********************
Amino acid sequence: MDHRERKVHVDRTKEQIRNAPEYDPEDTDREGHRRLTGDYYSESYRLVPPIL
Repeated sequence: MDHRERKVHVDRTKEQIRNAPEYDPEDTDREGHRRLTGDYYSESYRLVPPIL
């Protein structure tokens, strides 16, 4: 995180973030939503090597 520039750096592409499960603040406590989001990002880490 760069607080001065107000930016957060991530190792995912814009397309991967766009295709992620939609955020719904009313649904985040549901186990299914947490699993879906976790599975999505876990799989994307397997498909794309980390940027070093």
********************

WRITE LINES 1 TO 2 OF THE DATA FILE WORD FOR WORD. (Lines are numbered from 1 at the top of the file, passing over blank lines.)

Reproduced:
Amino acid sequence: MDHRERKVHVDRTKEQIRNAPEYDPEDTDREGHRRLTGDYYSESYRLVPPIL
Repeated sequence: MDHRERKVHVDRTKEQIRNAPEYDPEDTDREGHRRLTGDYYSESYRLVPPIL